Women Poets of China

By Kenneth Rexroth; Ling Chung | Go to book overview

Ts'ai Yen (circa 200)


FROM 18 VERSES SUNG
TO A TATAR REED WHISTLE

I

I was born in a time of peace,
But later the mandate of Heaven
Was withdrawn from the Han Dynasty.

Heaven was pitiless.
It sent down confusion and separation.
Earth was pitiless.
It brought me to birth in such a time.
War was everywhere. Every road was dangerous.
Soldiers and civilians everywhere
Fleeing death and suffering.
Smoke and dust clouds obscured the land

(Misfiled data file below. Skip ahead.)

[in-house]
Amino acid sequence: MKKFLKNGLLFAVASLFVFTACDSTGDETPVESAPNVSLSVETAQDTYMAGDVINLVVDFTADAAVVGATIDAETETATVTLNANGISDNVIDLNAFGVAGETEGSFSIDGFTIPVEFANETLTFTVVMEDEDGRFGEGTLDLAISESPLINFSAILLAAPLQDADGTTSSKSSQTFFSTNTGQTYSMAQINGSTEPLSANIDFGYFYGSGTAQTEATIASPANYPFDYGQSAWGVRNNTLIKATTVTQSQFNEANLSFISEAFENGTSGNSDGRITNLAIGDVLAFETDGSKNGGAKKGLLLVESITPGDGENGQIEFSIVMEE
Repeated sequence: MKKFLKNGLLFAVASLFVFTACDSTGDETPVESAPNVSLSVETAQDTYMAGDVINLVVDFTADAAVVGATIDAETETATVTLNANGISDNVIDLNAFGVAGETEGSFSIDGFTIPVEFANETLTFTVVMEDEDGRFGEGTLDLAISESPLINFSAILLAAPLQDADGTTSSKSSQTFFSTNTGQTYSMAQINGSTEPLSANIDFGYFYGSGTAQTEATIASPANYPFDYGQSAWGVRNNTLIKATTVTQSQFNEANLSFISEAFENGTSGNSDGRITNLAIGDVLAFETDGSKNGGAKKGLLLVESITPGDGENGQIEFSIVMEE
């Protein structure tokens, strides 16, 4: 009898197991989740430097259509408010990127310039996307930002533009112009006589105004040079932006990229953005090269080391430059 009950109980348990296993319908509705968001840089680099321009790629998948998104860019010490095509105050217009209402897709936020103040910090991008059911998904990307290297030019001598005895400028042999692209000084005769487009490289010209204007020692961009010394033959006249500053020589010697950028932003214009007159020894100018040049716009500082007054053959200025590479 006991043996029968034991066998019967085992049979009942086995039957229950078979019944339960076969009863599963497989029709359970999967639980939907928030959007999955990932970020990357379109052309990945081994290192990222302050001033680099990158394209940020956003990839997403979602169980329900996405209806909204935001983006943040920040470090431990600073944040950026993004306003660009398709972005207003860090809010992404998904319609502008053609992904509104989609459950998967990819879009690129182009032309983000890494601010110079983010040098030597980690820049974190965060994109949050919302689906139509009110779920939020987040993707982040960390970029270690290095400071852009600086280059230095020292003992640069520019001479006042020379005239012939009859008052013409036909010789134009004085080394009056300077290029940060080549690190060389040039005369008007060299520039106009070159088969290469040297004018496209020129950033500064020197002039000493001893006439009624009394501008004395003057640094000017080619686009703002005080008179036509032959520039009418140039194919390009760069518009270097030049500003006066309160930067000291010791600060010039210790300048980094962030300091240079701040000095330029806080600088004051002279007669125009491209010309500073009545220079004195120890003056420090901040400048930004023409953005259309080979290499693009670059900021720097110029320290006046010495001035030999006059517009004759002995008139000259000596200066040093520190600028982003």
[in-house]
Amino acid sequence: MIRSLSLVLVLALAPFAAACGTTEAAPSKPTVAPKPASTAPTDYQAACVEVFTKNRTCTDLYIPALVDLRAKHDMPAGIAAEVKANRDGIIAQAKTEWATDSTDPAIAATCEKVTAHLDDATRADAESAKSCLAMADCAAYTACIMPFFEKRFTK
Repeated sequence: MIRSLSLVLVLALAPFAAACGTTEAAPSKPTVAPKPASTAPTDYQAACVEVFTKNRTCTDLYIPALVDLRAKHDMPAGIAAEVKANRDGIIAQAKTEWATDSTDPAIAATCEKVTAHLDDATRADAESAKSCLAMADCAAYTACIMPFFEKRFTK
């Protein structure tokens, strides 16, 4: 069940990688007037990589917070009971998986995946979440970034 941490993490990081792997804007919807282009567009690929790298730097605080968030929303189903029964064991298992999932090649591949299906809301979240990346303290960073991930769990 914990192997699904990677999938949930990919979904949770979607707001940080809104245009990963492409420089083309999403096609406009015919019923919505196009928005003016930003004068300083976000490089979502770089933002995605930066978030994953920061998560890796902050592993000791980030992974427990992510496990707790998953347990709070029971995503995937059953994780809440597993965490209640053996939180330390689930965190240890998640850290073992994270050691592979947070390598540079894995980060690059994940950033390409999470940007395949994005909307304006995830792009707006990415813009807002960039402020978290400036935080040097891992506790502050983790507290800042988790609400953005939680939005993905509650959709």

Overrun by the ruthless Tatar bands.
Our people lost their will power and integrity.
I can never learn the ways of the barbarians.
I am daily subject to violence and insult.
I sing one stanza to my lute and a Tatar horn.
But no one knows my agony and grief.


II

A Tatar chief forced me to become his wife,
And took me far away to Heaven's edge.
Ten thousand clouds and mountains
Bar my road home,
And whirlwinds of dust and sand
Blow for a thousand miles.
Men here are as savage as giant vipers,
And strut about in armor, snapping their bows.
As I sing the second stanza I almost break the
lutestrings.
Will broken, heart broken, I sing to myself.

-4-

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